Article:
also remember, you cannot under-power a speaker... I know, I know, you've heard many 'real pro's' say that you can, but you can't... if you send a signal that is too hot into an amplifier it will clip the input of the amp, the signal loses it's integrity and forms a square wave when it is clipped, that square wave will actually send an immense amount of power out of the amp, often much more than the amp is rated at, because it is a peak, and that will in turn cause the speaker to be over-powered and experience thermal damage... besides physical damage (a screw-driver through the cone or a hard drop, etc) thermal damage (over powering) the speaker is the only way you will damage or destroy speakers.

    The fine folks at the store or online retailer may tell you to double it, but it is a marketing ploy and they rarely mention the caution that needs to be exercised when using an amp that is bigger than the box it's going push..

  9. #9
    ...or, for that matter, the care needed when the amp is too small.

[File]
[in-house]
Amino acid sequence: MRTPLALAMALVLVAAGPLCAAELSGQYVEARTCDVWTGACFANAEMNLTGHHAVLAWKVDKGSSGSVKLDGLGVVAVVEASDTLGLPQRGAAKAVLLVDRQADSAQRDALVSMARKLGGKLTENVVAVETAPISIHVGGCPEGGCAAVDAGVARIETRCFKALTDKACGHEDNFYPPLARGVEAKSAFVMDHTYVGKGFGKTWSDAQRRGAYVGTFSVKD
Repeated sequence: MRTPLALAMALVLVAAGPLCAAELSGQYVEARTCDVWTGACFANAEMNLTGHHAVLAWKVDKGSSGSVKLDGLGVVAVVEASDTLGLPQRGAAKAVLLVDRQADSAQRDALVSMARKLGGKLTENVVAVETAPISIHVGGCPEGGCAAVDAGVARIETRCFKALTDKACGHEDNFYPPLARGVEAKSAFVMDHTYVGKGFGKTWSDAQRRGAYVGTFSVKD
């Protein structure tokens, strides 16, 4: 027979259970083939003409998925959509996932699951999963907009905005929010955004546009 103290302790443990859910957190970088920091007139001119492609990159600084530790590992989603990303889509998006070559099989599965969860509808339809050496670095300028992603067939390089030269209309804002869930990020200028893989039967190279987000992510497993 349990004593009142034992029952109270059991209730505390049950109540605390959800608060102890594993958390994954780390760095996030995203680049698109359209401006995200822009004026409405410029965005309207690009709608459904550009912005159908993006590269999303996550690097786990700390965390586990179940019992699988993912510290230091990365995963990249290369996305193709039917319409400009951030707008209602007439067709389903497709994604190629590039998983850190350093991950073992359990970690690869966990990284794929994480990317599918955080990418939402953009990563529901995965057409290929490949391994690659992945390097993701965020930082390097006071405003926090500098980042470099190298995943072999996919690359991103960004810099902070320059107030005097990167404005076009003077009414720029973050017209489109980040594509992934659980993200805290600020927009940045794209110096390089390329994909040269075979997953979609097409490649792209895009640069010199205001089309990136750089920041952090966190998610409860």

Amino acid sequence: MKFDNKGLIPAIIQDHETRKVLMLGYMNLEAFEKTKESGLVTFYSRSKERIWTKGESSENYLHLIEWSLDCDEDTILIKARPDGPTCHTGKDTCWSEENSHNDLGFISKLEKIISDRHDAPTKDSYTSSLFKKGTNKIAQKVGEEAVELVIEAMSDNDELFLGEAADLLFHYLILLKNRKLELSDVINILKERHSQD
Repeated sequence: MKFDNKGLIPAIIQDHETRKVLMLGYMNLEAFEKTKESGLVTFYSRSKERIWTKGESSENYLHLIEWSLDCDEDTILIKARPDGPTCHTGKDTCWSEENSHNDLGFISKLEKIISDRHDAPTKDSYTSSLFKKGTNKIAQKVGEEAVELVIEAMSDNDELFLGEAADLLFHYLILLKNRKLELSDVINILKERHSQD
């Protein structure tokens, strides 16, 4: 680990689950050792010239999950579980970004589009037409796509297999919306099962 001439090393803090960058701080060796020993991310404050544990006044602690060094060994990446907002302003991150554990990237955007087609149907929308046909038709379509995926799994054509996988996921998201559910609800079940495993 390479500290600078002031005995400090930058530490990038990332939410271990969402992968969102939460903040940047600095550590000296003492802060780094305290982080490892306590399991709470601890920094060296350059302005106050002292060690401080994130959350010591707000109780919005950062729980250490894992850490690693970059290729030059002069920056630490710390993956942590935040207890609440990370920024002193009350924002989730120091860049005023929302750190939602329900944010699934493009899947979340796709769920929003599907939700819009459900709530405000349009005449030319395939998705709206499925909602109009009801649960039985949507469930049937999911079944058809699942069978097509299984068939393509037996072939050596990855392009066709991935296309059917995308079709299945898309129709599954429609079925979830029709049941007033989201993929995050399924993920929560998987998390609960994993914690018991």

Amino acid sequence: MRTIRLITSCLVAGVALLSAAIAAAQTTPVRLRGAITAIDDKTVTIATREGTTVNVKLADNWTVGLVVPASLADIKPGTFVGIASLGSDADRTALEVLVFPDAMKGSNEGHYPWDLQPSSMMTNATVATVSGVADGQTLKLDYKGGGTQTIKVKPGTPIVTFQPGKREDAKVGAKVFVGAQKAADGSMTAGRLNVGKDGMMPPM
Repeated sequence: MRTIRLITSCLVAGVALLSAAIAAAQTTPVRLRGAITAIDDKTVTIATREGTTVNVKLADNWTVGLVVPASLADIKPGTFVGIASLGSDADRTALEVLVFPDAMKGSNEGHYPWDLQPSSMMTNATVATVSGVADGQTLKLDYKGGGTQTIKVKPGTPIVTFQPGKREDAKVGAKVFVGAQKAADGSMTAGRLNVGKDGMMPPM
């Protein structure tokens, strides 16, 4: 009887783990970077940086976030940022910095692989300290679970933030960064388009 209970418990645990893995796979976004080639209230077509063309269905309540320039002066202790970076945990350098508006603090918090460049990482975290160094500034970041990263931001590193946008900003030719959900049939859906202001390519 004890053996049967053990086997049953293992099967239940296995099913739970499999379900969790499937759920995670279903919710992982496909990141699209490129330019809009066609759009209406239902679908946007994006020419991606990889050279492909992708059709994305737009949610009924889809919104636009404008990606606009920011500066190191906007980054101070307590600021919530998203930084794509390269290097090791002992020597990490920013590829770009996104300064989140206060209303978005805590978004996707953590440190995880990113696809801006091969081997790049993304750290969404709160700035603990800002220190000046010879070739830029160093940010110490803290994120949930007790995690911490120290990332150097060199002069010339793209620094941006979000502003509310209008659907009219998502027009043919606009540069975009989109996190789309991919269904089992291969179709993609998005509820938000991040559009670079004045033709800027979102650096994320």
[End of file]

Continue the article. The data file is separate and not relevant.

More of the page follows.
What the people who worry about "underpowering" are getting at is that if the amp is too small, you'll be tempted to push it into clipping (overload). Clipping generates a great deal of energy in the high frequencies.

    The horns/tweeters in a speaker are not designed to handle the full rated power of the system. Say you've got a speaker rated at 500 watts of continuous power. The mid/high horn may only be designed to handle 50 watts; if there's a tweeter it may only be designed to handle 5 watts. Normally, this is okay, because real-world sounds have most of their power in the bass.

    But the signal that comes out of an overdriven amplifier is not real-world. It's an artificial signal manufactured by an amp operating beyond its ratings, and it's very heavy in high-frequency power. So the horns go up in smoke.

    So, if you can avoid pushing the amps too far, then as Bassred says, you can't underpower a speaker. And if you have a limiter in the circuit, properly adjusted, that will take care of the problem.